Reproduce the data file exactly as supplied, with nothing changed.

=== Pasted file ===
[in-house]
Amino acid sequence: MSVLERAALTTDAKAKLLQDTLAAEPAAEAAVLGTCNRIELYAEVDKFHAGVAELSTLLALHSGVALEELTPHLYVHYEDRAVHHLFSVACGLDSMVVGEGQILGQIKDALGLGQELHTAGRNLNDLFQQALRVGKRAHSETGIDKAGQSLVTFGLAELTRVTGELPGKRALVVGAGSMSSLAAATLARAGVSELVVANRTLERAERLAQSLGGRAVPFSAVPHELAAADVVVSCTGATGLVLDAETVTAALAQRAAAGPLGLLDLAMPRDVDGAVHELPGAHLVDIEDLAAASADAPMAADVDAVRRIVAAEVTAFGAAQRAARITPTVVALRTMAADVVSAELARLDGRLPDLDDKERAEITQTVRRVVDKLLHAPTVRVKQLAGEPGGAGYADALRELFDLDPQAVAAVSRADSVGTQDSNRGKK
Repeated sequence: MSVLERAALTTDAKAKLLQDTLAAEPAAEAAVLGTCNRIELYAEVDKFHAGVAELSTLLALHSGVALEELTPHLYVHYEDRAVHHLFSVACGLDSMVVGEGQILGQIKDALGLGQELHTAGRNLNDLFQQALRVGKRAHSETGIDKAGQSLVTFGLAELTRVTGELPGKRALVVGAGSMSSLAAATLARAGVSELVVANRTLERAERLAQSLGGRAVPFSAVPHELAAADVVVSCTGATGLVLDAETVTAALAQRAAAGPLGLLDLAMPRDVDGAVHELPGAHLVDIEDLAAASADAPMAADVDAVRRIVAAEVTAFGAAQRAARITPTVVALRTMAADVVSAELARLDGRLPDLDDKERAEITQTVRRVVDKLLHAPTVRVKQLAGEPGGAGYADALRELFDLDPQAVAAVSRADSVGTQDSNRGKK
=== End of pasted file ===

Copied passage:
[in-house]
Amino acid sequence: MSVLERAALTTDAKAKLLQDTLAAEPAAEAAVLGTCNRIELYAEVDKFHAGVAELSTLLALHSGVALEELTPHLYVHYEDRAVHHLFSVACGLDSMVVGEGQILGQIKDALGLGQELHTAGRNLNDLFQQALRVGKRAHSETGIDKAGQSLVTFGLAELTRVTGELPGKRALVVGAGSMSSLAAATLARAGVSELVVANRTLERAERLAQSLGGRAVPFSAVPHELAAADVVVSCTGATGLVLDAETVTAALAQRAAAGPLGLLDLAMPRDVDGAVHELPGAHLVDIEDLAAASADAPMAADVDAVRRIVAAEVTAFGAAQRAARITPTVVALRTMAADVVSAELARLDGRLPDLDDKERAEITQTVRRVVDKLLHAPTVRVKQLAGEPGGAGYADALRELFDLDPQAVAAVSRADSVGTQDSNRGKK
Repeated sequence: MSVLERAALTTDAKAKLLQDTLAAEPAAEAAVLGTCNRIELYAEVDKFHAGVAELSTLLALHSGVALEELTPHLYVHYEDRAVHHLFSVACGLDSMVVGEGQILGQIKDALGLGQELHTAGRNLNDLFQQALRVGKRAHSETGIDKAGQSLVTFGLAELTRVTGELPGKRALVVGAGSMSSLAAATLARAGVSELVVANRTLERAERLAQSLGGRAVPFSAVPHELAAADVVVSCTGATGLVLDAETVTAALAQRAAAGPLGLLDLAMPRDVDGAVHELPGAHLVDIEDLAAASADAPMAADVDAVRRIVAAEVTAFGAAQRAARITPTVVALRTMAADVVSAELARLDGRLPDLDDKERAEITQTVRRVVDKLLHAPTVRVKQLAGEPGGAGYADALRELFDLDPQAVAAVSRADSVGTQDSNRGKK